I did lots of interwebz searching.
Ultimately, they all can be opened if someone's got enough time and enough determination. The goal is to slow someone down.
Most of these home "safes" (really residential security containers) use 12 gauge steel for the body of the container - which isn't real thick. For laughs, I googled "cutting 12 gauge steel" to see what would come up.
A few tools...
(check this baby out) http://www.grainger.com/Grainger/DEWALT-Shear-4LF17
...and this fun page on the "sturdy safe" page.
You can always talk yourself into a more expensive and more secure container.
Figure out how valuable the stuff is you're keeping, figure out how much of it will be covered by insurance if it's stolen, figure out how likely you are to be the victim of a "quick smash and grab" opportunity type attack (the kind most likely thwarted by a relatively inexpensive residential security container type safe) and figure out how much you're willing to spend just to try and keep your gun(s) out of the hands of any bad guys. All that mental math, plus your checking account balance/credit limit will help you figure out how badass a safe you need.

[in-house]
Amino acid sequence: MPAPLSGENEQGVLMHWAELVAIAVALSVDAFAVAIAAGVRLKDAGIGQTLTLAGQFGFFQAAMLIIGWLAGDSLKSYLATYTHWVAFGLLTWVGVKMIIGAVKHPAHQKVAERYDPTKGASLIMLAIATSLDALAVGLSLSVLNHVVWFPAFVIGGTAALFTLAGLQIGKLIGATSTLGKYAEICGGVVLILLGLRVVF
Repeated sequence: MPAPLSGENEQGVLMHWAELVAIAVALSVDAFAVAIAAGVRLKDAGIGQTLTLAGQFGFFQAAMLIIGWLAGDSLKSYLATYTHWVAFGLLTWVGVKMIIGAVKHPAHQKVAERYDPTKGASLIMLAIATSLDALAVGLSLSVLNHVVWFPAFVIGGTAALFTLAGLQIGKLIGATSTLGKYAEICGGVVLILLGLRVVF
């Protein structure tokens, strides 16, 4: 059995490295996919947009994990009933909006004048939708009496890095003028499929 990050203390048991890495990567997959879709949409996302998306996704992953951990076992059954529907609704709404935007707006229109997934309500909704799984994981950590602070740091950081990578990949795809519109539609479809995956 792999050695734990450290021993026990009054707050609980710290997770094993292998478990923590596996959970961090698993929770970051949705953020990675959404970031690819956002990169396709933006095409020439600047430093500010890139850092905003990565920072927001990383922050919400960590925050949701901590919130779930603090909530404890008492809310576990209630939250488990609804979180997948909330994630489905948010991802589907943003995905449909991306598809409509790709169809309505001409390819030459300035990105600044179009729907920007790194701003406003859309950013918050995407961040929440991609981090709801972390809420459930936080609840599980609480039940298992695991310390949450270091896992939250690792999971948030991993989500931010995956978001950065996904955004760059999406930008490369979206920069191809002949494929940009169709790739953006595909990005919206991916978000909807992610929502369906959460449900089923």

Typically a "small" gun safe for around 1000/1500 will have more or less the following combination of features: sheetrock construction, 12 gauge steel, 8 to 10 bolts, (4 on each side and one top one bottom) a reinforced/protected combination lock, a fire sealed door. It'll weigh 450lbs or so.Spending more for a bigger safe gets the same construction but bigger.
After that, the manufacturers move up the line with thicker steel, better locks, better construction, more fire insulation etc...
Also, most simple attacks involve laying the safe on its side or attacking it with powerful swings from sledges and prybars. (Liberty has a video of this type of attack.) So bolting it down, especially in a location like a closet with limited room to work, is an important part of the protection.
Naturally, I purchased a top-of-the-line Brown Safe and use it to store my only gun, a Remington Express 870 youth model, the two hundred dollars in cash that I always keep in the house, and the seventy five dollars worth of jewelry my wife has accumulated from Target. Aside from that - it's all about fire protection for the family photos.